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Financial Times: Opec unites against Venezuelan rhetoric

By Carola Hoyos and Andy Webb-Vidal in Caracas
Published: June 1 2006 17:23 | Last updated: June 1 2006 23:47

Hugo Chávez, Venezuela’s populist president, on Thursday angered Opec ministers with anti-US rhetoric as they united against him in rejecting his call to cut the oil cartel’s production.

Overcoming Venezuelan objections, the Organisation of the Petroleum Exporting Countries, at a meeting in Caracas hosted by Mr Chávez, decided to keep pumping at nearly maximum capacity. Opec produces 30m barrels a day of oil, about 40 per cent of the world’s total output. Earlier this week Venezuela called for a cut in Opec production of 500,000 to 1m b/d.

“We are third world countries, nations that have suffered colonialism for years, we are countries that are condemned by much more powerful states,” Mr Chávez told the meeting. “The US president is a danger for the world,” he said, echoing his regular criticism of US foreign policy.

Opec ministers did not criticise their host openly. Shokri Ghanem, Libya’s energy minister, said: “The most important thing in life is to listen, not necessarily to agree.”

Saudi Arabia, the world’s biggest oil producer, has led the cartel’s efforts to counter attempts by Venezuela and Iran to use Opec as a tool against the US, Opec’s biggest customer. Venezuela backed the idea of selling oil in euros instead of in dollars, a proposal which was supported by Iran but rejected by other members.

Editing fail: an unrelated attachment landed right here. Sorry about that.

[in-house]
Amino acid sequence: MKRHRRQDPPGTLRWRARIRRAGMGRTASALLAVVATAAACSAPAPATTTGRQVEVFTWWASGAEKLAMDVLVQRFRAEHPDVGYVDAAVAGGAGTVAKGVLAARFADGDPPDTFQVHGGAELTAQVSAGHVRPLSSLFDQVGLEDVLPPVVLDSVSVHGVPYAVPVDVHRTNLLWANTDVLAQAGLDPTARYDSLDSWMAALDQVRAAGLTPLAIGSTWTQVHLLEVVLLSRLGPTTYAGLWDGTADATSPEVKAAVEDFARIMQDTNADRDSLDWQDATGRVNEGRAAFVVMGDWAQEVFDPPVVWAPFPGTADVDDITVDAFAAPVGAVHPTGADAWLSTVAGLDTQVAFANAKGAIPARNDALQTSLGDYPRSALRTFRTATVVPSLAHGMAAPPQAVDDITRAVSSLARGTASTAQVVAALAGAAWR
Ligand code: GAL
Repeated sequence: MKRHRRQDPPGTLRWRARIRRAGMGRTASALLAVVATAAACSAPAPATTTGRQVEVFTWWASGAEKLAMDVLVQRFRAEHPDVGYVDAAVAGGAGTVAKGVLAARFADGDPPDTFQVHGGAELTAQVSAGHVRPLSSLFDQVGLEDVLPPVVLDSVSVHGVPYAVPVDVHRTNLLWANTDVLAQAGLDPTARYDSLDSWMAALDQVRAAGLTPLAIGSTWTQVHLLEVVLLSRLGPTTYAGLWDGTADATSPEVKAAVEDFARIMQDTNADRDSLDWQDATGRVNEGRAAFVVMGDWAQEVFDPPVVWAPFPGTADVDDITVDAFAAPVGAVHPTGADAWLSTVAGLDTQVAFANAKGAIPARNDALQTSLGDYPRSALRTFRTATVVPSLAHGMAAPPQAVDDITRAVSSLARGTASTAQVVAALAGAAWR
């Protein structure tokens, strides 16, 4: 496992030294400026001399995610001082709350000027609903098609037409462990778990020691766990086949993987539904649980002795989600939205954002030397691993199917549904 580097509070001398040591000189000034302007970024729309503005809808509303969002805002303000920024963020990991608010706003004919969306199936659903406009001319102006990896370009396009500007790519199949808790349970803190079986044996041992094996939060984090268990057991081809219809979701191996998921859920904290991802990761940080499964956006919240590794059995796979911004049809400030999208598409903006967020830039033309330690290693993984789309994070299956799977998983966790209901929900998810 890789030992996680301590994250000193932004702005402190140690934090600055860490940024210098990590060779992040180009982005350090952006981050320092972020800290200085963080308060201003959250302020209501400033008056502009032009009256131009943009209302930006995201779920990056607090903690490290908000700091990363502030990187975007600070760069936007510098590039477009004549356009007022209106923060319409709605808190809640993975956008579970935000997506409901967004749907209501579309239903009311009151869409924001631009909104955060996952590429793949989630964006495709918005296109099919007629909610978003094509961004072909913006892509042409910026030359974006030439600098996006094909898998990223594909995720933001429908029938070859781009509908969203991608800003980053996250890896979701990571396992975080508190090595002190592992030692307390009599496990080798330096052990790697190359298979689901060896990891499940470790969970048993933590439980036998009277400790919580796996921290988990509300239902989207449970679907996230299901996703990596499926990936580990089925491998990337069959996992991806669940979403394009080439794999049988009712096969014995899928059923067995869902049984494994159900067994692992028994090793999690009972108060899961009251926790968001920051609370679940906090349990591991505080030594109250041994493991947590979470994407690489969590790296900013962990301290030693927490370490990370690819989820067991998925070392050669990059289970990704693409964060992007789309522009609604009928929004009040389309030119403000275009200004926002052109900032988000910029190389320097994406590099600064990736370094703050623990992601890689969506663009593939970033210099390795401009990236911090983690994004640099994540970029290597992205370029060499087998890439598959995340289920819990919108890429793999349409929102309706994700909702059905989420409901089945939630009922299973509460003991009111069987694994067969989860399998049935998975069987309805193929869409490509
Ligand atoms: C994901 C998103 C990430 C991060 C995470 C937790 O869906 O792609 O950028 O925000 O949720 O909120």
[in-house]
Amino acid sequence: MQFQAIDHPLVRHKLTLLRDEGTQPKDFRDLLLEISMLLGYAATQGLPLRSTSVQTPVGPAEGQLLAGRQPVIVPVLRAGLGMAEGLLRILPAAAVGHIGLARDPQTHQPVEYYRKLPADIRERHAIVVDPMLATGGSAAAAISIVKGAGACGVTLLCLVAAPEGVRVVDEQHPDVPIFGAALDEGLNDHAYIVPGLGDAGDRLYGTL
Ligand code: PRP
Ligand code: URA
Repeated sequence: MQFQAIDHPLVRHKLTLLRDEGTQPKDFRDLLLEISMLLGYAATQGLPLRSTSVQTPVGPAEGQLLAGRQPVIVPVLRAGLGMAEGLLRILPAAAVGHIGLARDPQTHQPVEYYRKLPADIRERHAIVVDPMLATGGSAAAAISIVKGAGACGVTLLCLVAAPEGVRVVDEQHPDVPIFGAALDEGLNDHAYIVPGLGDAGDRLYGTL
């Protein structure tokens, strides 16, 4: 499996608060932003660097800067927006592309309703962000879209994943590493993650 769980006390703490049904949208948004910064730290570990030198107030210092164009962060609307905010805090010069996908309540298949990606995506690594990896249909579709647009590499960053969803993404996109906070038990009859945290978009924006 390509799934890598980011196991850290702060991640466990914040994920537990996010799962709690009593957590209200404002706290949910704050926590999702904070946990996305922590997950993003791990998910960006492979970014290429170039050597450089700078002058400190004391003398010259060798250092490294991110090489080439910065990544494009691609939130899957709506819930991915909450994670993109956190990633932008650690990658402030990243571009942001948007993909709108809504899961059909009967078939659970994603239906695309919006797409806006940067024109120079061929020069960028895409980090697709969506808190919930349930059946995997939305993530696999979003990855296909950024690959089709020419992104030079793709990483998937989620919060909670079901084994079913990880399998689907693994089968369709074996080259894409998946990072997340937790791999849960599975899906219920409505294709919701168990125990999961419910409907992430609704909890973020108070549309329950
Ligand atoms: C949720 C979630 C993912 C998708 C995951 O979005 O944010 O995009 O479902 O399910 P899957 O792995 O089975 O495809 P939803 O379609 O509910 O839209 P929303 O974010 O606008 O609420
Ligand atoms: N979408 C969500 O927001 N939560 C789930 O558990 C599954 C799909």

Oil prices are at near-record highs and a reduction in Opec’s output would have led to a further rally, analysts said. They warned this could have undermined world economic growth and pushed up inflation.

Using Opec to further his cause of oil nationalism, Mr Chávez backed Bolivia to join the group as an observer member, and Ecuador, a member from 1973-1992, to rejoin as a full member. Both South American countries have moved to wrest more control of energy from international companies.

Joseph Stanislaw, president of J A Stanislaw group, the consulting firm, said: “The enlargement of Opec is a natural extension of the energy nationalism we see in the world today. The high prices are encouraging every oil-rich country to find ways to maximise their resources revenue.”

Pushed by Nigeria, Opec’s biggest African member, Angola and Sudan are also considering joining the group. The two sub-Saharan countries together produce more than 1.5m barrels of oil a day. International oil companies have invested billions in Angola and oppose its membership.

If oil prices fell and Opec decided to reduce its quota level, Angola would have to ask oil companies to forgo revenues. Sudan would have to do the same to the Chinese groups that dominate its industry.
 

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